Promotional Film for the U.S. Treasury (15:19): This film is very much like other episodes in the series, albeit shorter and never included in the syndication package. Beaver learns a lesson about saving money in what is essentially a commercial for U.S. Treasury Bonds. Video and audio quality are below average for this set, since this film is shown unrestored. Its inclusion in this set is definitely welcome, indeed essential to a complete collection of this series.
Forever The Beaver: The Cleavers Look Back (1:14:17): This retrospective documentary was filmed in 2005 and features the surviving cast members in interviews. At the time of this review, all of the major cast members, except for Hugh Beaumont, are still with us.
Ken Osmond and Frank Bank Remember (29:53): The actors who played Eddie Haskell and Lumpy Rutherford reminisce about their experiences growing up while the series was in production.
The Drum Major of the Toy Parade (3:16): This short featurette includes a short interview with music composer Dave Kahn regarding the unknown lyrics to the theme song.
Original Promos (2:00): This consists of 2 unrestored network promos from the ABC-TV years.
The bonus disc also includes trailers for the following series also being released on DVD from Shout! Factory: Father Knows Best (0:53), Hiya Kids, A 50s Saturday Morning (0:57), McHale’s Navy (1:03), and The Patty Duke Show (0:56).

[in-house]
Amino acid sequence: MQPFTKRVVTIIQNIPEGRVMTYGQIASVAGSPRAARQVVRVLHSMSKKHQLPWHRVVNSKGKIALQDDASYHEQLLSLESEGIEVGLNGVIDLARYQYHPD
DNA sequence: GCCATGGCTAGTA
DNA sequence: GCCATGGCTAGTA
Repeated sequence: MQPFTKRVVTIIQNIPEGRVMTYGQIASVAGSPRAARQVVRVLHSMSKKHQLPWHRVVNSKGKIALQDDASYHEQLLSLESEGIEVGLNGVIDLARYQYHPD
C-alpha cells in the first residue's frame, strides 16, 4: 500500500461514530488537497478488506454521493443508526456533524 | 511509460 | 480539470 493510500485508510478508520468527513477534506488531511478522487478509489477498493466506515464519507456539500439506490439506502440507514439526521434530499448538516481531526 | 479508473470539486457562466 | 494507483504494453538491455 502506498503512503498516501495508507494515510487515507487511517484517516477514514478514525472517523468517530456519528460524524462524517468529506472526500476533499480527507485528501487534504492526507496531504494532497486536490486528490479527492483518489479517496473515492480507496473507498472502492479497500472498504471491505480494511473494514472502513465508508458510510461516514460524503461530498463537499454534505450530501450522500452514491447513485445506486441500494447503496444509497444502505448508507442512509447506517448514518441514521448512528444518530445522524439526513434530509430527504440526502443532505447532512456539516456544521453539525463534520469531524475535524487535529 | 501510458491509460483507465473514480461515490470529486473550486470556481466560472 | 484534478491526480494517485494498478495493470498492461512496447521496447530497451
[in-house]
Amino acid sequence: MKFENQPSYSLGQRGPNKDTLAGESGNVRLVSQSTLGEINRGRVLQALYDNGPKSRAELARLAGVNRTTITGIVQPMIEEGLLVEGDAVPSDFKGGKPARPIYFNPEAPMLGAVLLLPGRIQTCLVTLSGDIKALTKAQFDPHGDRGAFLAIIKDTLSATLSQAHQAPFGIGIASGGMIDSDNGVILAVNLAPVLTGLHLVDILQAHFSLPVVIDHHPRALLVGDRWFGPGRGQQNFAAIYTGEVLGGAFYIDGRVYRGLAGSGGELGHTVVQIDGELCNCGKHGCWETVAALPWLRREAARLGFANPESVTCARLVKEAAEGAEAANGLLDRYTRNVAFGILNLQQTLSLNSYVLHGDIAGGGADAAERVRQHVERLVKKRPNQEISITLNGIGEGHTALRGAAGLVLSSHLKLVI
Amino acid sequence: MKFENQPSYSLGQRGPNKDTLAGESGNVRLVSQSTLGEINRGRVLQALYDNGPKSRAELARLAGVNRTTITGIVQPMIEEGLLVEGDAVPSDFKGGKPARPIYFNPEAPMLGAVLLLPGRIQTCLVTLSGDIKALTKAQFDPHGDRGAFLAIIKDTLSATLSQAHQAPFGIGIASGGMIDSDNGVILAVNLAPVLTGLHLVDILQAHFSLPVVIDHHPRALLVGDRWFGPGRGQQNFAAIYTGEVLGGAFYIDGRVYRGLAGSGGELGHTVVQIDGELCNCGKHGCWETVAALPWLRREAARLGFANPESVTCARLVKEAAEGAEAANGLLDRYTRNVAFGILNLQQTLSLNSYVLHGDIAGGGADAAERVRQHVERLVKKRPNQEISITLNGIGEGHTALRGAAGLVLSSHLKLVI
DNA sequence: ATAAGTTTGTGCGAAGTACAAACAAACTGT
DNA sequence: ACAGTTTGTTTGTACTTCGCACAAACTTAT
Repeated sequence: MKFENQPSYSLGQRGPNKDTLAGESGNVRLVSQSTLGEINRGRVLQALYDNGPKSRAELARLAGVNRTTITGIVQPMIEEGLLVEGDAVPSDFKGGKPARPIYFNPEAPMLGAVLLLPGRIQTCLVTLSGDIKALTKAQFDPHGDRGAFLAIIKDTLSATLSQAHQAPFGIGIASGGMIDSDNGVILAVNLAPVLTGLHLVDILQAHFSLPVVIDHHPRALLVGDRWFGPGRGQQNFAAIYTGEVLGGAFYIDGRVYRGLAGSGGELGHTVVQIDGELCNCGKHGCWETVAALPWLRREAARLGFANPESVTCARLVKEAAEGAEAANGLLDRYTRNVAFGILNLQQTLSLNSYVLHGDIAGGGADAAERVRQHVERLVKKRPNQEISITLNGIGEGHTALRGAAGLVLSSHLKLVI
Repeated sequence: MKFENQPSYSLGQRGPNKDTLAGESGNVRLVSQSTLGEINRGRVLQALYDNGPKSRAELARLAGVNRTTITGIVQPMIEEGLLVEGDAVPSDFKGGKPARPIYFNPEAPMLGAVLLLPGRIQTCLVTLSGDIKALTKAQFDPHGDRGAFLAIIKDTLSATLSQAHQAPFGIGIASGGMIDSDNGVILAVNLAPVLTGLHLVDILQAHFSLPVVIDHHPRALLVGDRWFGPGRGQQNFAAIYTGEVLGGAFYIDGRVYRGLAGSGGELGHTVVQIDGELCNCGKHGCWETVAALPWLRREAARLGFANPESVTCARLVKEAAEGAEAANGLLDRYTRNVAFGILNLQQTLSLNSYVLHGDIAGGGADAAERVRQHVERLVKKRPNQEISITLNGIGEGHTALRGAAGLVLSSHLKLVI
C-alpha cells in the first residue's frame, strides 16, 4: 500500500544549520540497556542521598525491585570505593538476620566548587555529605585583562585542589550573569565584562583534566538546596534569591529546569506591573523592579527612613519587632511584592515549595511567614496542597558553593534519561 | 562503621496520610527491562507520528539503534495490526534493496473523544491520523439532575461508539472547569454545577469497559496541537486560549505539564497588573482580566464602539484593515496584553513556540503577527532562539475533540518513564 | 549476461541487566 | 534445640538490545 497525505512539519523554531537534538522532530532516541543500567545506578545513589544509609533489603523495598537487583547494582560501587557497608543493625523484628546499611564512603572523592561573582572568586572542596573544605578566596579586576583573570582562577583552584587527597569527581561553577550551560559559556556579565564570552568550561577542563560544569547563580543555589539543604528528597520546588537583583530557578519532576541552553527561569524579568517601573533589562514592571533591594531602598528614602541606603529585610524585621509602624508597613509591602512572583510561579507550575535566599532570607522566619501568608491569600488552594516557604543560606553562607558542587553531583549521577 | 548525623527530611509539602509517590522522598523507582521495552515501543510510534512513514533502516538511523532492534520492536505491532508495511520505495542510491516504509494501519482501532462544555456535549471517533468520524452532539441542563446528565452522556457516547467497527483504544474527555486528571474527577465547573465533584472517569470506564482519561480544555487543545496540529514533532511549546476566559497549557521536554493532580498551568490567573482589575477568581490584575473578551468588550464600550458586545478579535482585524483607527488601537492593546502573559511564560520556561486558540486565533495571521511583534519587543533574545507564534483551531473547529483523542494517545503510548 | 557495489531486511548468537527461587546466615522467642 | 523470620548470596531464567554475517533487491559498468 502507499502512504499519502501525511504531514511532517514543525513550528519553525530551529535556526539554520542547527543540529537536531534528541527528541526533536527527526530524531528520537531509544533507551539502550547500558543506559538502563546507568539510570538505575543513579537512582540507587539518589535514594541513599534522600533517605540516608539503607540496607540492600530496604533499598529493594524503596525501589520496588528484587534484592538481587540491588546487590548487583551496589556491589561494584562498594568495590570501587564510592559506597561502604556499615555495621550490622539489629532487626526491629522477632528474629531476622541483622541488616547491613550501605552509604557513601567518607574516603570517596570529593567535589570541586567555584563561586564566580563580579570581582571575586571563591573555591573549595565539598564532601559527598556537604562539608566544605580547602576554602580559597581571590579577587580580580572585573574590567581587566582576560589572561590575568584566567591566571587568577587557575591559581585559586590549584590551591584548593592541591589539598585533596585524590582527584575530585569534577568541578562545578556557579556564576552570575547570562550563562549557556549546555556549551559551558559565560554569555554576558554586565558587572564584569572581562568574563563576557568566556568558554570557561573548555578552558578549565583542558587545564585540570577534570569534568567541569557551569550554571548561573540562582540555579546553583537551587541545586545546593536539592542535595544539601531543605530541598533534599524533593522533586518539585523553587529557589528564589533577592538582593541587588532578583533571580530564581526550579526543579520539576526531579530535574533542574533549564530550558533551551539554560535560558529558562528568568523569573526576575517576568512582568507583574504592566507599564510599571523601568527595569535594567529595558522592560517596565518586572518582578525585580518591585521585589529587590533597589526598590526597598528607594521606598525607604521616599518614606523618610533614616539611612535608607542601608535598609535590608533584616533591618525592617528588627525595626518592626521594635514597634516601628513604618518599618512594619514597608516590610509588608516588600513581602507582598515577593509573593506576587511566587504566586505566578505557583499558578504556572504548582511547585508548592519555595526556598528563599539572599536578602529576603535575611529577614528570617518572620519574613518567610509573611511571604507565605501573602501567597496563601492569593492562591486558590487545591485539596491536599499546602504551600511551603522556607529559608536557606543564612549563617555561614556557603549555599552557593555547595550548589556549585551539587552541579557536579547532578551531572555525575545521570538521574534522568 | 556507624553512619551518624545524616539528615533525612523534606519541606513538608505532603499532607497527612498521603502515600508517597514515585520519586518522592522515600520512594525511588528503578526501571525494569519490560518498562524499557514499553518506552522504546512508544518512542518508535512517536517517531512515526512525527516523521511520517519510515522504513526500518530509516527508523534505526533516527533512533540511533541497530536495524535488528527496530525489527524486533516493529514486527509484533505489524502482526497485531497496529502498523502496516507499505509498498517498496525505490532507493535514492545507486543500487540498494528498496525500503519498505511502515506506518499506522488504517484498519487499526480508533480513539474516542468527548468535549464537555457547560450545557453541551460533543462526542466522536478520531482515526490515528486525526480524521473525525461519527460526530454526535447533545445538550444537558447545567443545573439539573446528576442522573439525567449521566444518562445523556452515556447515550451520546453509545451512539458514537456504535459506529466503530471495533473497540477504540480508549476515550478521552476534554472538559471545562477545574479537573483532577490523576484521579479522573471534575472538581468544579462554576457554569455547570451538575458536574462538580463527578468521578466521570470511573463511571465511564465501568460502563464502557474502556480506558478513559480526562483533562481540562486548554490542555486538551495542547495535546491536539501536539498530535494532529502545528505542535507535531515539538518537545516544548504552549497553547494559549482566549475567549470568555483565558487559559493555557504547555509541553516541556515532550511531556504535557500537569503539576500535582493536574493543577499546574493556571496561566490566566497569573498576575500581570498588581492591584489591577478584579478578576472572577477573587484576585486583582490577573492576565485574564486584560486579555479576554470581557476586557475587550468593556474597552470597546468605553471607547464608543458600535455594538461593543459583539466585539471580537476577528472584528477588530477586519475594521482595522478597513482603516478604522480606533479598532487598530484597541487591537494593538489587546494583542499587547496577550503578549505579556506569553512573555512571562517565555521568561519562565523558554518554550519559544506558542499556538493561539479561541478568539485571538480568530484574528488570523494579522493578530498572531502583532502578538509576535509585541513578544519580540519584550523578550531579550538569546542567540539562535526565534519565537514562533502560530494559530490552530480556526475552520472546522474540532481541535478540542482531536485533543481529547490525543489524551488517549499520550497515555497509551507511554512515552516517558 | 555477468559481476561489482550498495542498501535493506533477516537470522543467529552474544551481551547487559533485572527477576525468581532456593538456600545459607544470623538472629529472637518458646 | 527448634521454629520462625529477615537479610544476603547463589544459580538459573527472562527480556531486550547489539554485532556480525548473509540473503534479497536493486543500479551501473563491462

The Bonus Features Disc also includes a foldout full size and playable gameboard for the original Leave It To Beaver boardgame. The game instructions are also printed on the foldout.
Leave It To Beaver is one of those timeless TV shows with a style of humor and content that is relatable to every generation. Shout! Factory has done it again with an exemplary release of a beloved television series. The restoration efforts made in preserving every episode of this series complete and uncut make this set a contender in the Best of the Year DVD release category. Although not perfect, the video and audio are about as close to perfection as we could ask for, and the abundance of special features make this complete series set one that can not be passed up by any true fan of this series.